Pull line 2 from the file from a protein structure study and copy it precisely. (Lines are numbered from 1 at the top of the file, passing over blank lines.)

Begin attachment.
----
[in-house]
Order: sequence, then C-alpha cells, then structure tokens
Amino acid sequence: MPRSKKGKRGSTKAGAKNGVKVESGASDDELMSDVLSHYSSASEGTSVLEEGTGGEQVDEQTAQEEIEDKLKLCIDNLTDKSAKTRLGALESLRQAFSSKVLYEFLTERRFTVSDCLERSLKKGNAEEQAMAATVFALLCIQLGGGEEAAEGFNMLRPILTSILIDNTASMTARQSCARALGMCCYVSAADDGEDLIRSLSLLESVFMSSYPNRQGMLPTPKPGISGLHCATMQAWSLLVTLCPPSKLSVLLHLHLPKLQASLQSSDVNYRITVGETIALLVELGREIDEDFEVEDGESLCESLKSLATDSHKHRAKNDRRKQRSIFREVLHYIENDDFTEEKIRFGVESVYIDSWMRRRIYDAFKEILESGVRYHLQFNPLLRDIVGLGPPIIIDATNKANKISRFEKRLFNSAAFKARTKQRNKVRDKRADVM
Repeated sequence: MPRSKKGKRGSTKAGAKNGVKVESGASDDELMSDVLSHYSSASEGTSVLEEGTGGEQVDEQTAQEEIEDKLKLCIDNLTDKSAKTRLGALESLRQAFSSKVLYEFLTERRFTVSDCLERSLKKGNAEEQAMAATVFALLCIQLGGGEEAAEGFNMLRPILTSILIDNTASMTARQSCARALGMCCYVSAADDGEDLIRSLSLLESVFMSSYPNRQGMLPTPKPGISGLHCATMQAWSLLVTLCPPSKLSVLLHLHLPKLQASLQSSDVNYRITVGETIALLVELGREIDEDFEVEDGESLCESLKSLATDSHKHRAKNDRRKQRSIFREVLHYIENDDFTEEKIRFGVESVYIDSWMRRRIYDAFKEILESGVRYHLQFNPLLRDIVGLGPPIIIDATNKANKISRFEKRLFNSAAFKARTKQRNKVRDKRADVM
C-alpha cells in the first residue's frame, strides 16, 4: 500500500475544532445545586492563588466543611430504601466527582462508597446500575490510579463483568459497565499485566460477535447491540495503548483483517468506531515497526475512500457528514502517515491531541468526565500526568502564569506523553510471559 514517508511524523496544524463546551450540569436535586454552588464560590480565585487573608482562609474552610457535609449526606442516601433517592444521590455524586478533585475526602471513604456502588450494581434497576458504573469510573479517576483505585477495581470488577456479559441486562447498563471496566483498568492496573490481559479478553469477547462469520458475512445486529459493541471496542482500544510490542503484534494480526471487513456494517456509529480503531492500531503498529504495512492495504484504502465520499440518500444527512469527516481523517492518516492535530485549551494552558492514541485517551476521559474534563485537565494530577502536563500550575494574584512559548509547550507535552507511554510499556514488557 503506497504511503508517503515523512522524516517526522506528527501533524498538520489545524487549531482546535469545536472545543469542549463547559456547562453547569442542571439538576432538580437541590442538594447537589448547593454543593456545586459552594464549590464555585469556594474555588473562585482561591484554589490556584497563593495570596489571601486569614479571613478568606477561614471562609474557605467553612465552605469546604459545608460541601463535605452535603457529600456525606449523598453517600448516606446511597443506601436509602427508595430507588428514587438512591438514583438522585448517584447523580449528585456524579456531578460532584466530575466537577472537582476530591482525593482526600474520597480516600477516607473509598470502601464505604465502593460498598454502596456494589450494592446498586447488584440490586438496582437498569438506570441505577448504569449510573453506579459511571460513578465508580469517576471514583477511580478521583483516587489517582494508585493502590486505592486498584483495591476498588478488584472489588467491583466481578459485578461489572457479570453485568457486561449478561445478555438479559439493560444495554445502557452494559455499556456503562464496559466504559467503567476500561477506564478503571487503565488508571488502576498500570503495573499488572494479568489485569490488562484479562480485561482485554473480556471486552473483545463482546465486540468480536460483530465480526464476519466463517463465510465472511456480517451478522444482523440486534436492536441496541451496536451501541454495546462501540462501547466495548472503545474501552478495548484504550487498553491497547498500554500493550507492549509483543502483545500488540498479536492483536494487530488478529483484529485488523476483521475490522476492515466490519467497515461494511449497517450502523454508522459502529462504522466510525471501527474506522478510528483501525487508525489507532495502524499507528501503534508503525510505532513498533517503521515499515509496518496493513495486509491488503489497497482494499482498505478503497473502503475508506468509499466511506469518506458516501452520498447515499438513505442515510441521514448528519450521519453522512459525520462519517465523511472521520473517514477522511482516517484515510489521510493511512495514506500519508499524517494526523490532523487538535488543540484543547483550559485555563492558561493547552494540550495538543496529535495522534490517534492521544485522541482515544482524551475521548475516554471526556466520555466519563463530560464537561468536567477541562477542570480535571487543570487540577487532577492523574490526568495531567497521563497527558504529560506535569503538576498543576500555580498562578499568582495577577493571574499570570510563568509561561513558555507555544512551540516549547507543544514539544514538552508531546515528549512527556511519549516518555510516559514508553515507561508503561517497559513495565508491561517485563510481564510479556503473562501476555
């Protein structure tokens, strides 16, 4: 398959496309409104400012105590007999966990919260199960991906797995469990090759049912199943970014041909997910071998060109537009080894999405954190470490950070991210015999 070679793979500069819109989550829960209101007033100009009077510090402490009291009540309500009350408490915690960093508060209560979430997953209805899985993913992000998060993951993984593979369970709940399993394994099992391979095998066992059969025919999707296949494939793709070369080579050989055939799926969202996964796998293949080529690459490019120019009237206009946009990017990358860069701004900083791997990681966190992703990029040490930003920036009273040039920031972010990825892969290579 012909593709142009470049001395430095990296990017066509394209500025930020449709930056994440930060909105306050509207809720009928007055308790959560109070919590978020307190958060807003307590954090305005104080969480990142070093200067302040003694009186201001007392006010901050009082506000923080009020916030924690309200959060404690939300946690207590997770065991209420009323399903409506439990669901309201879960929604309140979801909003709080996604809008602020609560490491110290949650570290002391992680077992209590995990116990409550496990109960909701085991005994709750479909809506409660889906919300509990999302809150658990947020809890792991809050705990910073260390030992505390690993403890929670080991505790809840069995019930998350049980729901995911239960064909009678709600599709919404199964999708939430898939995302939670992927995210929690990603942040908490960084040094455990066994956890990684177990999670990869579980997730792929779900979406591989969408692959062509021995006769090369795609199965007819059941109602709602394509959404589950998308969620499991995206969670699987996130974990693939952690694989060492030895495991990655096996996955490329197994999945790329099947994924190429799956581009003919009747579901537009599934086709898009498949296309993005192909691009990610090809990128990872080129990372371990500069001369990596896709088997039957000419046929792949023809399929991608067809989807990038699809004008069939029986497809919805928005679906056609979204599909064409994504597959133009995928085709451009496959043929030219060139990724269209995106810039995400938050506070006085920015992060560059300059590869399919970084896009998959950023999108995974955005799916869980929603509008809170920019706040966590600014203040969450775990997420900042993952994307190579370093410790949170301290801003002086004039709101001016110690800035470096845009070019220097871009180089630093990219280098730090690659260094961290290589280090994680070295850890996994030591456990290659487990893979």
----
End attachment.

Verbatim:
Order: sequence, then C-alpha cells, then structure tokens